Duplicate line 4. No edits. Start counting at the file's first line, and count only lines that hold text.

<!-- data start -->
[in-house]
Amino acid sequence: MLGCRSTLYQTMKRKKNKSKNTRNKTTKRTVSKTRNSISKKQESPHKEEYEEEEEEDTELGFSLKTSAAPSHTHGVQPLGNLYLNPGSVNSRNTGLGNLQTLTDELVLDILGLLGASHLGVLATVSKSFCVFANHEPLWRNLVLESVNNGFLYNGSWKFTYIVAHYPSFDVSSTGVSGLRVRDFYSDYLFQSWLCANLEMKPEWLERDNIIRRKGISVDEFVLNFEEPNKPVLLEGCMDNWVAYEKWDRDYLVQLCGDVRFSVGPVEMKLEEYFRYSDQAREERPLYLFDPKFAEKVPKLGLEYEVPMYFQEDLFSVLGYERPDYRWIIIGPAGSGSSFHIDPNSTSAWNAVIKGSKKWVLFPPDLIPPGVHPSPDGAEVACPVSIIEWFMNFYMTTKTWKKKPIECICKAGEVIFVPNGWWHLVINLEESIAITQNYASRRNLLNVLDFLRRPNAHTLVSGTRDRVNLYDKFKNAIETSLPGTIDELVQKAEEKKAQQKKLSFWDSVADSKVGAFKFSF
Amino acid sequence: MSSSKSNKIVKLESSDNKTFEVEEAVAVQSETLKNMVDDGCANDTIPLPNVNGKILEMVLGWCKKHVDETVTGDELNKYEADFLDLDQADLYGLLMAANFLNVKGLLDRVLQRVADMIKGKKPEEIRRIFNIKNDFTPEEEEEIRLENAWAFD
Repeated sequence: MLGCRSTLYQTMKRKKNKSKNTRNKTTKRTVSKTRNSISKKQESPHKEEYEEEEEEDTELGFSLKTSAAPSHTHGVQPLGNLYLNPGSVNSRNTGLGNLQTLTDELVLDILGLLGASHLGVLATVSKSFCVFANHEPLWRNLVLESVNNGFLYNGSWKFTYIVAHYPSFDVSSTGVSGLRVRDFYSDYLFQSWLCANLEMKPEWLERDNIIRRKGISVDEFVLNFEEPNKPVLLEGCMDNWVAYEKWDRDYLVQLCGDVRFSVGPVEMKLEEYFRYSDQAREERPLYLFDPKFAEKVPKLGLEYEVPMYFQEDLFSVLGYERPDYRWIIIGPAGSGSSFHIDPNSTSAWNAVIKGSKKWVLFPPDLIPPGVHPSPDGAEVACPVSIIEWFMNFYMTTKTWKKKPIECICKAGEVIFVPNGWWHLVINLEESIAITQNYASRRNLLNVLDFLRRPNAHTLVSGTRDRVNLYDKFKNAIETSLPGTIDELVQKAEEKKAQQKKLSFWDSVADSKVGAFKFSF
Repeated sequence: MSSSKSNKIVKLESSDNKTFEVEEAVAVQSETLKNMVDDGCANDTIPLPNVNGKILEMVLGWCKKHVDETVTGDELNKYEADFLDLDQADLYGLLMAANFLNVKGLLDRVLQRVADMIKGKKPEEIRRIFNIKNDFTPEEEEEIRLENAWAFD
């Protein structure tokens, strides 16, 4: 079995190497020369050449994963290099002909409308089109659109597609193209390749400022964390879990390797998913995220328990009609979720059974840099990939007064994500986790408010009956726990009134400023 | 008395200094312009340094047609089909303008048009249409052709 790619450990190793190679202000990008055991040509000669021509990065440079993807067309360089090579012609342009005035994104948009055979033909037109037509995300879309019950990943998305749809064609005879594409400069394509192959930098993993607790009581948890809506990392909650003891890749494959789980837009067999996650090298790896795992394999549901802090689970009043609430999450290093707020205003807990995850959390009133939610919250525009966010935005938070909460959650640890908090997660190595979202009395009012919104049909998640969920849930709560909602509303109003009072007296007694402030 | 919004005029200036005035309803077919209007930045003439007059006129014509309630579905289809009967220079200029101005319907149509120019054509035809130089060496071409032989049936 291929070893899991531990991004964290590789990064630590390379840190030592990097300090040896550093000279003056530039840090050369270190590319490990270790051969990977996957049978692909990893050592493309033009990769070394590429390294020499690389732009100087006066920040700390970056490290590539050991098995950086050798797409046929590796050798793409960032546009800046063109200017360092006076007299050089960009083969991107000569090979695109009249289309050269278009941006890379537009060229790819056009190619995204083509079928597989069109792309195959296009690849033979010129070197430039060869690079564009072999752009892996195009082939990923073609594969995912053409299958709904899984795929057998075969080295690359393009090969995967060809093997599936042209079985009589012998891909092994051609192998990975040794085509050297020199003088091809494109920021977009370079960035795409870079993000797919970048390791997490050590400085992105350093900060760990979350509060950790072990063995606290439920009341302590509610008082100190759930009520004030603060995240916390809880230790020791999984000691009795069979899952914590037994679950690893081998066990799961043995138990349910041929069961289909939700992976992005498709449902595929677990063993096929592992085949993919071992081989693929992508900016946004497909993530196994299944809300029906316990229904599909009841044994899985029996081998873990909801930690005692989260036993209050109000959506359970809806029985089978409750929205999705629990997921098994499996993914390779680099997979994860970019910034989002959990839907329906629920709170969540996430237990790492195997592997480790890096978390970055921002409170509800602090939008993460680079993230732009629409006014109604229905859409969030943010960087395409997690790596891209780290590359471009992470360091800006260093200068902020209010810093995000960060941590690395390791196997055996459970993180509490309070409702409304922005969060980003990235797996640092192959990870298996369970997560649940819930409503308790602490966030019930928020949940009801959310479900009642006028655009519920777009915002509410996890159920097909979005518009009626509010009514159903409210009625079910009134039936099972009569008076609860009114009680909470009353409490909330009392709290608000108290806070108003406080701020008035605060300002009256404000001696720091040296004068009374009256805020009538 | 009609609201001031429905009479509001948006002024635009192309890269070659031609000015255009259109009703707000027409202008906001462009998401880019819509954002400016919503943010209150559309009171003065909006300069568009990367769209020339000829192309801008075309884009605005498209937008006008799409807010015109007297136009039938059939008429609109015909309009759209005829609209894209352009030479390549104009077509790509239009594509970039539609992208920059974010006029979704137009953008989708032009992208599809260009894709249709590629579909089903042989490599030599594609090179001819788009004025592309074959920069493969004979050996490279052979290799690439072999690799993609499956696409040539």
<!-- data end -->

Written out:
Repeated sequence: MLGCRSTLYQTMKRKKNKSKNTRNKTTKRTVSKTRNSISKKQESPHKEEYEEEEEEDTELGFSLKTSAAPSHTHGVQPLGNLYLNPGSVNSRNTGLGNLQTLTDELVLDILGLLGASHLGVLATVSKSFCVFANHEPLWRNLVLESVNNGFLYNGSWKFTYIVAHYPSFDVSSTGVSGLRVRDFYSDYLFQSWLCANLEMKPEWLERDNIIRRKGISVDEFVLNFEEPNKPVLLEGCMDNWVAYEKWDRDYLVQLCGDVRFSVGPVEMKLEEYFRYSDQAREERPLYLFDPKFAEKVPKLGLEYEVPMYFQEDLFSVLGYERPDYRWIIIGPAGSGSSFHIDPNSTSAWNAVIKGSKKWVLFPPDLIPPGVHPSPDGAEVACPVSIIEWFMNFYMTTKTWKKKPIECICKAGEVIFVPNGWWHLVINLEESIAITQNYASRRNLLNVLDFLRRPNAHTLVSGTRDRVNLYDKFKNAIETSLPGTIDELVQKAEEKKAQQKKLSFWDSVADSKVGAFKFSF